Author Charlie Richards
Now Available at eXtasy Books!
Wolves of Stone Ridge: Book Forty
Out of the Cage: Freedom takes all forms, including how to learn to live with yourself…and your limitations.
Drako Rundin had a rude awakening to the paranormal world—holy crap, vampires and shifters are real! Still, he thinks it’s pretty cool. After so much time thinking he’s weird for being a gay, video-game-loving geek, he finds he’s not the only oddball. Accepting his new friends’ offer to go to Denver, helping the pair move an ostrich farm in the process, he meets so many more people who are different.
Kwanza learns he’s been in captivity for a long, long time. He’s grateful to the group of friendly paranormals who rescued him and knows they worry about him. While he remembers shifting to human form—decades ago—he struggles to actually do it. The other shifters are patient and accommodating, giving him wide open spaces in which to live.
When Kwanza meets Drako, he recognizes the plump, cute human as his mate. While he succeeds in shifting, he can’t seem to hold it for long. With Drako’s help, can he relearn how to be human all over again?
Excerpt - Rediscovering Himself
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Kwanza couldn’t believe it. The smell coming off the young human was…amazing. He wanted to wrap his arms around the man, hold him close, and bury his face against his neck. He wanted to rub all over the man and saturate himself in his scent.
As soon as the thoughts slipped into his mind, Kwanza felt his body tremble. His legs buckled, causing him to crash to the ground. A shudder worked through him as pain surged through his body.
Cracks and pops echoed through the area as his bones realigned. His fur retracted, revealing dark brown skin. His tail and horns receded, and his head reshaped.
After what felt like an agonizing several minutes, Kwanza blinked open his eyes. He found himself sprawled on the lawn, several sets of feet around him. Feeling a hand on his back, he turned his head and realized Alpha Declan knelt beside him.
“Hey, buddy,” Alpha Declan rumbled, rubbing over his back lightly. “Just relax. That took a wee bit longer than it should have, but ye finally did it.”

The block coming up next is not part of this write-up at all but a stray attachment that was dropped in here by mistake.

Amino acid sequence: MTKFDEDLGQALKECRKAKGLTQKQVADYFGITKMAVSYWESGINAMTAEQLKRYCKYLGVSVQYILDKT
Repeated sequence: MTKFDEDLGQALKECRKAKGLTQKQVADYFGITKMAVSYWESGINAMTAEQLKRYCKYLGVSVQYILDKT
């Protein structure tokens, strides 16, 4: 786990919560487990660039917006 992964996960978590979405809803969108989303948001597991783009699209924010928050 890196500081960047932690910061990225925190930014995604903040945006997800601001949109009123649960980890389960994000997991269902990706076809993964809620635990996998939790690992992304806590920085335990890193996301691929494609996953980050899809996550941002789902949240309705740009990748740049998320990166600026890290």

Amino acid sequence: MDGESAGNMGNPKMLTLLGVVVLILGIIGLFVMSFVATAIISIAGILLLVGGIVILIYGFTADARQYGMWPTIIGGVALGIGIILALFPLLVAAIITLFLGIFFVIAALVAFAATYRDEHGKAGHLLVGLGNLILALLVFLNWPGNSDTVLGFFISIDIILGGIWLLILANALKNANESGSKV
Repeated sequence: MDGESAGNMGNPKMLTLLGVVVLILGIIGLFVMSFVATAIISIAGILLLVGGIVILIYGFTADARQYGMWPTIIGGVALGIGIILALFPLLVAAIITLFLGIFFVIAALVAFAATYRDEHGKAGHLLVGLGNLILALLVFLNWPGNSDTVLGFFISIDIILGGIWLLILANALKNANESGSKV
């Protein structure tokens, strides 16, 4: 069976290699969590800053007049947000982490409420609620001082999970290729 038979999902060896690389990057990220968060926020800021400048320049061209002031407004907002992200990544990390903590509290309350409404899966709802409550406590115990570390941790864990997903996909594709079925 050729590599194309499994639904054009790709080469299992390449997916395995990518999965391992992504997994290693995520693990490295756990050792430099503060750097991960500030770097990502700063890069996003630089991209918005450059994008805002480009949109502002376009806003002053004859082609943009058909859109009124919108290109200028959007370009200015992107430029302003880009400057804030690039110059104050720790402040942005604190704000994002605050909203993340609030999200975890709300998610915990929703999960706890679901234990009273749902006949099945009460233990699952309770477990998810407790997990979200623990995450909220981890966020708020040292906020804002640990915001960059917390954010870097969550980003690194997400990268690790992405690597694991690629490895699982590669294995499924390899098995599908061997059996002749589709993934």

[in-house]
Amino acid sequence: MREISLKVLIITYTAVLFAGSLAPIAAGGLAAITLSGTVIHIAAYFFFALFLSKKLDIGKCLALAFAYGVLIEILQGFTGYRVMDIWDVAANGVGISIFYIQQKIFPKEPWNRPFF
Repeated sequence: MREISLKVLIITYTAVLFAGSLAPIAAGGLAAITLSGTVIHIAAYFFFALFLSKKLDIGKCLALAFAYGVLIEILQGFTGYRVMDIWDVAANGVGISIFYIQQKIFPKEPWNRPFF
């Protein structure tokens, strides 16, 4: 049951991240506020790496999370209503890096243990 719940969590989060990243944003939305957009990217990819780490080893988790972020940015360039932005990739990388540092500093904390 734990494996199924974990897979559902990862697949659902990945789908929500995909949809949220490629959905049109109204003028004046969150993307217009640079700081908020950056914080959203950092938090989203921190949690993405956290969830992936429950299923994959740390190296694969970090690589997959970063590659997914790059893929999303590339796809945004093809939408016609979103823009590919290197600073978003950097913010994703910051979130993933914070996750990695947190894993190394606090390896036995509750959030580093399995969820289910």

Kwanza swept his gaze around the area swiftly, searching for the young human. He spotted him a few feet away, the strange vampire’s hands were on his shoulders as if he’d pulled him away. Lifting his hand, Kwanza reached for him.
“Mate.” Kwanza’s voice came out deep and rough as if rusty from disuse. “Who are you, mate?”
The man slipped from the vampire’s hold and stepped toward him. After a few seconds of uncertainty, he knelt a few feet before Kwanza. He reached out and took Kwanza’s hand between both of his own.
“Hi, there,” the man murmured softly. “I’m not sure what you said, but everyone sure seems happy for you. What’s your name?”
As the human spoke, Kwanza swept his gaze over him, hungrily taking in his features. His mate had dirty blond hair and warm, dark-brown eyes. He sported a concerned expression on his round face with several pock-marks on it.
Kwanza didn’t think that detracted from his cuteness, however. Instead, to him it showed character. He also noticed the extra weight he carried around his midsection. That extra flesh eased his fear that he might injure his human with his shifter strength.
“You are beautiful, perfect, stunning,” Kwanza continued, his focus glued to his mate’s cherub-like face. Using the hold he had on the much smaller male’s hand, he tugged. “Mine.” At the same time, he rocked to a sitting position. In seconds, he cradled the sweet-smelling human on his lap. Ignoring the human’s cry of surprise, he buried his nose against his neck and crooned, “I am called Kwanza. Who are you, sweet human?”
“Ooookay.” Declan rested his hand on Kwanza’s shoulder, drawing his attention. “Now I see why ye suddenly shifted. Is this young human yer mate?”
Kwanza nodded, nuzzling the man’s neck. He felt the stranger rest his hands on his shoulders and tilt his neck, offering more room. Nothing pleased him more than the knowledge that he held his mate, and the man wasn’t pushing him away.
“Yes. My mate,” Kwanza murmured. He lifted his head and grinned at the man, taking in his clearly surprised expression. Lifting a hand, he gently traced the fingertips of his left hand over the human’s jaw as he again asked, “What is your name, sweet human?”
“He is speaking an African dialect,” the big man, who Kwanza had learned was called Mutegi, stated slowly. The man knelt on Kwanza’s left, but he seemed to be addressing the human on his lap. “His name is Kwanza. He is claiming that you are his mate. He wants to know your name.”